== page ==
The world is changing fast and to keep up you need local knowledge with global context.
December 9 2015 will go down in South African folklore, it was the day the heart of the Finance Ministry was literally ripped out, only to be replaced by a complete unknown. It was the day President Jacob Zuma, dispatched of then Finance Minister Nhlanhla Nene, replacing him with David/Des van Rooyen. Van Rooyen’s appointment was the country’s shortest and common sense prevailed as Pravin Gordhan, who was replaced by Nene as finance minister not two years prior, was re-instated. Parity restored? Not quite. The aftermath of the event has been well documented and Biznews.com founder Alec Hogg calculated the immediate loss to the country as R500 billion. The actual loss may turn out to be a lot more as the R500 billion was off equities and bonds. And this staggering number may deepen, especially as this moment in South Africa’s history may have speeded up the path to ‘junk’, which will lead to further losses. A slippery slope. – Stuart Lowman
By Alec Hogg
I recently received this letter from Lebohang Mojapelo, a journalist at Africa Check, a non-profit fact-checking website based in the Wits Journalism Department.
As our detailed table shows in the linked article, in two days the market value of the country’s 17 biggest financial and property shares fell by R290bn (below). I only referred to the financial and property stocks in the JSE’s Top 40 – there are numerous others outside the Top 40 which, obviously, also fell sharply in value.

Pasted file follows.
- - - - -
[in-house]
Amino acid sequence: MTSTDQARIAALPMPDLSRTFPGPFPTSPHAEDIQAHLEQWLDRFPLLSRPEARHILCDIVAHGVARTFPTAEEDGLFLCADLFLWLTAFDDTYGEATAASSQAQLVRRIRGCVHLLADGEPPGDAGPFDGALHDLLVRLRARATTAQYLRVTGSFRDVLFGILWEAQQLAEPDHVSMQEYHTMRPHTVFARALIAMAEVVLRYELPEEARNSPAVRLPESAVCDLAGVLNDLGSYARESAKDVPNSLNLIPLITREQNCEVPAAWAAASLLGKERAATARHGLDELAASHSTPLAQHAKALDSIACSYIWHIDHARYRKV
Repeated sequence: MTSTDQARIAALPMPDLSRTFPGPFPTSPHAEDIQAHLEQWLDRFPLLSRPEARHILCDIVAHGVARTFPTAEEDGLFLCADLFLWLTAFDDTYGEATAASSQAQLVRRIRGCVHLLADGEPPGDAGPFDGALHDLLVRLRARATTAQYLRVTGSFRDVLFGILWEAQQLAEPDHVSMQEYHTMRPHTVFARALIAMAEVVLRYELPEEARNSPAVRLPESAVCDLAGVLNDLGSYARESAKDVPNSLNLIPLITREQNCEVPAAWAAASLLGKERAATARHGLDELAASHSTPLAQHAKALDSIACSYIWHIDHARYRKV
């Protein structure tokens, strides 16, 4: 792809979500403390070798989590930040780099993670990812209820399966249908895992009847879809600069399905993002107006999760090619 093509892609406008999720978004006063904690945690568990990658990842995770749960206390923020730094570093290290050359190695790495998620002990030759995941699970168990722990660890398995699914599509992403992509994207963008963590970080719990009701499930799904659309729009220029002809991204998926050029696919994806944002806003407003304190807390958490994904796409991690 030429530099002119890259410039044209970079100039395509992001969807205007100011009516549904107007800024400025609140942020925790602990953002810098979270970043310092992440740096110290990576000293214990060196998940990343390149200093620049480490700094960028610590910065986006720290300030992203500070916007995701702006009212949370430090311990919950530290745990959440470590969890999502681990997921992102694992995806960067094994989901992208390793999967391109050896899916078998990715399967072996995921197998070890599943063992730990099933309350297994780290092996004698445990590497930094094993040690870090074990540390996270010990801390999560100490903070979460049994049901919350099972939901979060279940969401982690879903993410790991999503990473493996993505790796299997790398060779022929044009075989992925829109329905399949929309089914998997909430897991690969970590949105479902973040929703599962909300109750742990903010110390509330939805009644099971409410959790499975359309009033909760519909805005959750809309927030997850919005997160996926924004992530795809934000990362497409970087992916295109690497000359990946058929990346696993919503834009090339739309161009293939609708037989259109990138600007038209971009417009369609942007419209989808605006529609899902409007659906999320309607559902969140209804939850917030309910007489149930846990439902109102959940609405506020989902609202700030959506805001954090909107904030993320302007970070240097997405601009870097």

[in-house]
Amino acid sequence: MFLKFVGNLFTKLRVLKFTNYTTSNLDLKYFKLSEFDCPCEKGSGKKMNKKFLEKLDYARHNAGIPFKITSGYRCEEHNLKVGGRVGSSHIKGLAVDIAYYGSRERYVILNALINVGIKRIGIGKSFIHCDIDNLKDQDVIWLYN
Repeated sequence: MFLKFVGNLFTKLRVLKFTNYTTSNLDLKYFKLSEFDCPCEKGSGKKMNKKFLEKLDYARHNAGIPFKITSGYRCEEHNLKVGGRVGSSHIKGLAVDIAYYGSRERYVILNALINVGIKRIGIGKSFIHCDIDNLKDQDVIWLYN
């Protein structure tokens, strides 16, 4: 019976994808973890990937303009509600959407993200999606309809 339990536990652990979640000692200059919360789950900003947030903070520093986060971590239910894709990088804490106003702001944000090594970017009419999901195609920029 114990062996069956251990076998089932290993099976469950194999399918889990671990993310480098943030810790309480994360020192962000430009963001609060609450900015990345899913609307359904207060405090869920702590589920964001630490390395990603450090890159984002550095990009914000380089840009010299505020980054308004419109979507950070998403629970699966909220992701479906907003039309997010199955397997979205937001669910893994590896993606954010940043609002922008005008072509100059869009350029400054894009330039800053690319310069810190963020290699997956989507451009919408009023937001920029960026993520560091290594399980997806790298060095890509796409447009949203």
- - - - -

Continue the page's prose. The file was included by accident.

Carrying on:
In the two days post Van Rooyen’s appointment, South African bonds lost 12% of their capital value.
At the end of 2013 there was R1.8 trillion in South African bonds listed on the JSE. That has grown since but using the end 2013 number, a12% capital loss on R1.8 trn is R216bn.
The total capital losses sustained by South African bonds and directly affected equities was at least R506bn.
The EFF was thus accurate in quoting of this figure in Parliament.
Thankfully sanity prevailed on the Sunday night with the reinstatement of Pravin Gordhan of Finance Minister, first stabilising the market and then helping it to recover part of the Nenegate losses. Had Gordhan not been reappointed, as Mr Canter points out in the interview linked, the losses would almost certainly have escalated still further.
Please note I was only using quantifiable facts. The impact of the Rand’s depreciation on the national capital stock and the ongoing additional cost of servicing the R300bn of foreign-owned SA bonds and the annual balance of payment deficit of R100bn have not been included.